Unione Cinematografica Italiana

The Unione Cinematografica Italiana (UCI) was an Italian film production and distribution consortium of the silent era. Following the end of the First World War, a group of eleven leading Italian companies joined forces in a single conglomerate which would be better able to compete with rival films from America, Britain, France and Germany. The driving force behind UCI was Baron Alberto Fassini, who had previously headed the Cines studio.[1]

UCI was formed in January 1919. Many of the company's productions were historical films which attempted to re-capture the success of pre-war films which were often set in Ancient Rome.

The company suffered a major blow in 1921 when its leading financial backer the Banca Italiana di Sconto went bust. UCI was already facing bankruptcy during the production of the big-budget epic Quo Vadis (1924), the financial failure of which led to the collapse of the company by 1926. Most of its assets were acquired by Stefano Pittaluga.[2] The collapse of UCI was part of a general crisis in the Italian film industry that saw production levels fall to very low levels until a revival began with the support of Benito Mussolini's Fascist government in the 1930s.[3]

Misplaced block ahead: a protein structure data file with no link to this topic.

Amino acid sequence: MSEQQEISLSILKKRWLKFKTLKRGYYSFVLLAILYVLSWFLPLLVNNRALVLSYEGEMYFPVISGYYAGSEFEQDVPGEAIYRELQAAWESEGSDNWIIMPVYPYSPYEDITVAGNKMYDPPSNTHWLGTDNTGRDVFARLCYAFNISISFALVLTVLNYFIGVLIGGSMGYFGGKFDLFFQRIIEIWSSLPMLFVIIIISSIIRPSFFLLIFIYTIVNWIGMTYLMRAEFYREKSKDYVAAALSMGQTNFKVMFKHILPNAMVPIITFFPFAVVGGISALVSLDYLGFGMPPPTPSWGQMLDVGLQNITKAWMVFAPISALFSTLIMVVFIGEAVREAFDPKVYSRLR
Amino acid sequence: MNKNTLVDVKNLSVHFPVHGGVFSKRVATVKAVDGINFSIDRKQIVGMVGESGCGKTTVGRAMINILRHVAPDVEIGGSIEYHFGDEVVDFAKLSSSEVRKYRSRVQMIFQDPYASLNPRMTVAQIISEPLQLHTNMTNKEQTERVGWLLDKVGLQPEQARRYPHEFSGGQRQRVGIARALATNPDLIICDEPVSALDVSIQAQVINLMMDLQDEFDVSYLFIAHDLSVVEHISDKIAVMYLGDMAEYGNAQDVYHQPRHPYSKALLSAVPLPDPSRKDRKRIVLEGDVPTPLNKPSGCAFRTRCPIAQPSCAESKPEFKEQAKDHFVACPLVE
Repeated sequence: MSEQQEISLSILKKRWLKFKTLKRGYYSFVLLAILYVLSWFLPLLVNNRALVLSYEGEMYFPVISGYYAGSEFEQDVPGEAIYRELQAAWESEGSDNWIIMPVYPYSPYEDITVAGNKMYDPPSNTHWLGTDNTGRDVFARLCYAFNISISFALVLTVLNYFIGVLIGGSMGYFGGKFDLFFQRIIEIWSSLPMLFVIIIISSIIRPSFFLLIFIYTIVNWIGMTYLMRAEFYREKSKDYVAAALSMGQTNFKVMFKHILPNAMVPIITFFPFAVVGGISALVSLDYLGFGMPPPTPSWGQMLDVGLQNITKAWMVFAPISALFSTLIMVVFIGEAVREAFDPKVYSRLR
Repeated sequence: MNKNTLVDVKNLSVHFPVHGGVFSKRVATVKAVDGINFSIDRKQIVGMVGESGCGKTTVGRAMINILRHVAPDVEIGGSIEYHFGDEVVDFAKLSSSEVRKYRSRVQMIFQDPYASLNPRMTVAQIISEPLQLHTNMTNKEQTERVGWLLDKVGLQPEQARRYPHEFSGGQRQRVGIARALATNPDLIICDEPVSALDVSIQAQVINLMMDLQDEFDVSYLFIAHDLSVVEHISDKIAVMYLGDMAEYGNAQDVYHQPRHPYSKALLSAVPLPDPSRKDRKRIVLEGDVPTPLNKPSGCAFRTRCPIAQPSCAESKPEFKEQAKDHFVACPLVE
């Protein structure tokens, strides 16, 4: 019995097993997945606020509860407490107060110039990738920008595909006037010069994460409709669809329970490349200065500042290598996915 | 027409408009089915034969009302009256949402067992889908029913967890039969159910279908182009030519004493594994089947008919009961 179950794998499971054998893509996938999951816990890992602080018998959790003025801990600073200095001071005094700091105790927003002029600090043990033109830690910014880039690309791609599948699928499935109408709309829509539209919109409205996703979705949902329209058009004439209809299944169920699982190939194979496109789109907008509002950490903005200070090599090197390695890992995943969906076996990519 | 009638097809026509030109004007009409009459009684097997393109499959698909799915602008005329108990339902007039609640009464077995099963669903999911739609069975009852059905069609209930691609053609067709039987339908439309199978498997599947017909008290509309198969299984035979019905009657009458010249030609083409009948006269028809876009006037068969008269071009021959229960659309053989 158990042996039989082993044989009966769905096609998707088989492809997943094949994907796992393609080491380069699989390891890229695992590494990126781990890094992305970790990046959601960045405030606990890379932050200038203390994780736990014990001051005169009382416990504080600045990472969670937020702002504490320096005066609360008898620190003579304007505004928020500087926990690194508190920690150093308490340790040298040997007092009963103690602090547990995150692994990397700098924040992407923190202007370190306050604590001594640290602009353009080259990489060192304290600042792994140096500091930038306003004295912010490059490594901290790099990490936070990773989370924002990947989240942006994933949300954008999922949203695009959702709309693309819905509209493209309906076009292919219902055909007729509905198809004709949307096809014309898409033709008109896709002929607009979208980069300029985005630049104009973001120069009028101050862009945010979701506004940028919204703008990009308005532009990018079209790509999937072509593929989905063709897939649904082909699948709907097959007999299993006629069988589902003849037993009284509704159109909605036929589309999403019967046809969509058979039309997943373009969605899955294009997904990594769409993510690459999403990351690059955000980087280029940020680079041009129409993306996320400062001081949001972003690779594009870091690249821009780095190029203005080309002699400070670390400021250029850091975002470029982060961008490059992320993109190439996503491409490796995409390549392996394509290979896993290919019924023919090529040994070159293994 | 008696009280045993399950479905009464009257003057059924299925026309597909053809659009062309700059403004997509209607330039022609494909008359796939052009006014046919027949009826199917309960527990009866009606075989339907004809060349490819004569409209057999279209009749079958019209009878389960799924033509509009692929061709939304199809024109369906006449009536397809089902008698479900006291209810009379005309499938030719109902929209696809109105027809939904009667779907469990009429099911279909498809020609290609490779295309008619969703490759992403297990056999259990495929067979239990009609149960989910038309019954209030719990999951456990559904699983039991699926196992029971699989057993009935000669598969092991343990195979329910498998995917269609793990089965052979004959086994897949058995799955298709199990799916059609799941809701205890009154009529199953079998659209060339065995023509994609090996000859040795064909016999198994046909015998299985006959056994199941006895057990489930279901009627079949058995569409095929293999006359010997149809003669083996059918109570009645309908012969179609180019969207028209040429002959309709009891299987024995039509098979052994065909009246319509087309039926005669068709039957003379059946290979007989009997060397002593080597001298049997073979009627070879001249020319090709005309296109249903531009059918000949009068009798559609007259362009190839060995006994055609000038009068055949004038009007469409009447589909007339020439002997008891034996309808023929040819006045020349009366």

ReferencesEdit

  1. ^ Moliterno p.320
  2. ^ Moliterno p.320
  3. ^ Ricci p.4

BibliographyEdit

  • Moliterno, Gino. Historical Dictionary of Italian Cinema. Scarecrow Press, 2009.
  • Ricci, Steven. Cinema and Fascism: Italian Film and Society, 1922–1943. University of California Press, 2008.